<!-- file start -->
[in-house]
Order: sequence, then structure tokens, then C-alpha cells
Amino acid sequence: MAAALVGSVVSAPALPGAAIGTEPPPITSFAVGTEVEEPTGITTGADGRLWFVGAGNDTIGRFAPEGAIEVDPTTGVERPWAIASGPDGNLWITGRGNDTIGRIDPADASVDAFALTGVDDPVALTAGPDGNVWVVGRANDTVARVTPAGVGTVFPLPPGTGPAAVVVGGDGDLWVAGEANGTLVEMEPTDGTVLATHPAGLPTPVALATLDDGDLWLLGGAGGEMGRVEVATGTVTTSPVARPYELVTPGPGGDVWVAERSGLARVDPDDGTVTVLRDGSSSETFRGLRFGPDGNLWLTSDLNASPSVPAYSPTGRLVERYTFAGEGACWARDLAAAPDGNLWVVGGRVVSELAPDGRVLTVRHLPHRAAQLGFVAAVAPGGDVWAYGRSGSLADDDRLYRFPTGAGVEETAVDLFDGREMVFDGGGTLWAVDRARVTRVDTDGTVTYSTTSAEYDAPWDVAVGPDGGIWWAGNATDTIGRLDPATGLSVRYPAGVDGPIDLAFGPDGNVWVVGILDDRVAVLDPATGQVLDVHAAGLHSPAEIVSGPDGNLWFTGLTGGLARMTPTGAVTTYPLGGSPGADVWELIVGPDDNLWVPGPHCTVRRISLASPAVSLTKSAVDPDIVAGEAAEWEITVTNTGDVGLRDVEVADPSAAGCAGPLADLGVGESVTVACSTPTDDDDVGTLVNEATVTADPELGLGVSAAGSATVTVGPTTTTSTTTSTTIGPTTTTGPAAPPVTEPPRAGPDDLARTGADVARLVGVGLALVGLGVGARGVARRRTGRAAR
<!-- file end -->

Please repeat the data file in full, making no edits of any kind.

[in-house]
Order: sequence, then structure tokens, then C-alpha cells
Amino acid sequence: MAAALVGSVVSAPALPGAAIGTEPPPITSFAVGTEVEEPTGITTGADGRLWFVGAGNDTIGRFAPEGAIEVDPTTGVERPWAIASGPDGNLWITGRGNDTIGRIDPADASVDAFALTGVDDPVALTAGPDGNVWVVGRANDTVARVTPAGVGTVFPLPPGTGPAAVVVGGDGDLWVAGEANGTLVEMEPTDGTVLATHPAGLPTPVALATLDDGDLWLLGGAGGEMGRVEVATGTVTTSPVARPYELVTPGPGGDVWVAERSGLARVDPDDGTVTVLRDGSSSETFRGLRFGPDGNLWLTSDLNASPSVPAYSPTGRLVERYTFAGEGACWARDLAAAPDGNLWVVGGRVVSELAPDGRVLTVRHLPHRAAQLGFVAAVAPGGDVWAYGRSGSLADDDRLYRFPTGAGVEETAVDLFDGREMVFDGGGTLWAVDRARVTRVDTDGTVTYSTTSAEYDAPWDVAVGPDGGIWWAGNATDTIGRLDPATGLSVRYPAGVDGPIDLAFGPDGNVWVVGILDDRVAVLDPATGQVLDVHAAGLHSPAEIVSGPDGNLWFTGLTGGLARMTPTGAVTTYPLGGSPGADVWELIVGPDDNLWVPGPHCTVRRISLASPAVSLTKSAVDPDIVAGEAAEWEITVTNTGDVGLRDVEVADPSAAGCAGPLADLGVGESVTVACSTPTDDDDVGTLVNEATVTADPELGLGVSAAGSATVTVGPTTTTSTTTSTTIGPTTTTGPAAPPVTEPPRAGPDDLARTGADVARLVGVGLALVGLGVGARGVARRRTGRAAR